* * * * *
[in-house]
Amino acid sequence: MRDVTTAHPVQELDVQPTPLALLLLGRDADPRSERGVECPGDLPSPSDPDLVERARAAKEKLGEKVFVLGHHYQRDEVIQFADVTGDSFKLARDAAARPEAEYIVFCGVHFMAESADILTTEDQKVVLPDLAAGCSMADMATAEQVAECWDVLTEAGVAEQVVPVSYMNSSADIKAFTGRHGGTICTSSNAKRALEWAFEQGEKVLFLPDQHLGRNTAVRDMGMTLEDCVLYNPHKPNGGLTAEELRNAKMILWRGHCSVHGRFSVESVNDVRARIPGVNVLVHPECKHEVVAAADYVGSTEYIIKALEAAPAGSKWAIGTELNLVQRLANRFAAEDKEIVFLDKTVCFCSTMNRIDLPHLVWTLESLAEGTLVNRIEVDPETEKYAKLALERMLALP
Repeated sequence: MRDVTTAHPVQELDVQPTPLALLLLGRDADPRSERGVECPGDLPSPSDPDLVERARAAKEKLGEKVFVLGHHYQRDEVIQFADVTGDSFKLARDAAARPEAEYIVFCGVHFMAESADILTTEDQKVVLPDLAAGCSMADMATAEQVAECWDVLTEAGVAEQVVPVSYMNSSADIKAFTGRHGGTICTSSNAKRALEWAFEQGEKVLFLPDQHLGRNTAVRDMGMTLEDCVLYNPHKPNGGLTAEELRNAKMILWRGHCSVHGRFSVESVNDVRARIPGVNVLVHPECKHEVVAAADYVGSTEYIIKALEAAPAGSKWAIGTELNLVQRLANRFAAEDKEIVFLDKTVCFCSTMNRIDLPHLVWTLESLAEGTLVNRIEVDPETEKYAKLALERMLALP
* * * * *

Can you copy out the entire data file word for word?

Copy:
[in-house]
Amino acid sequence: MRDVTTAHPVQELDVQPTPLALLLLGRDADPRSERGVECPGDLPSPSDPDLVERARAAKEKLGEKVFVLGHHYQRDEVIQFADVTGDSFKLARDAAARPEAEYIVFCGVHFMAESADILTTEDQKVVLPDLAAGCSMADMATAEQVAECWDVLTEAGVAEQVVPVSYMNSSADIKAFTGRHGGTICTSSNAKRALEWAFEQGEKVLFLPDQHLGRNTAVRDMGMTLEDCVLYNPHKPNGGLTAEELRNAKMILWRGHCSVHGRFSVESVNDVRARIPGVNVLVHPECKHEVVAAADYVGSTEYIIKALEAAPAGSKWAIGTELNLVQRLANRFAAEDKEIVFLDKTVCFCSTMNRIDLPHLVWTLESLAEGTLVNRIEVDPETEKYAKLALERMLALP
Repeated sequence: MRDVTTAHPVQELDVQPTPLALLLLGRDADPRSERGVECPGDLPSPSDPDLVERARAAKEKLGEKVFVLGHHYQRDEVIQFADVTGDSFKLARDAAARPEAEYIVFCGVHFMAESADILTTEDQKVVLPDLAAGCSMADMATAEQVAECWDVLTEAGVAEQVVPVSYMNSSADIKAFTGRHGGTICTSSNAKRALEWAFEQGEKVLFLPDQHLGRNTAVRDMGMTLEDCVLYNPHKPNGGLTAEELRNAKMILWRGHCSVHGRFSVESVNDVRARIPGVNVLVHPECKHEVVAAADYVGSTEYIIKALEAAPAGSKWAIGTELNLVQRLANRFAAEDKEIVFLDKTVCFCSTMNRIDLPHLVWTLESLAEGTLVNRIEVDPETEKYAKLALERMLALP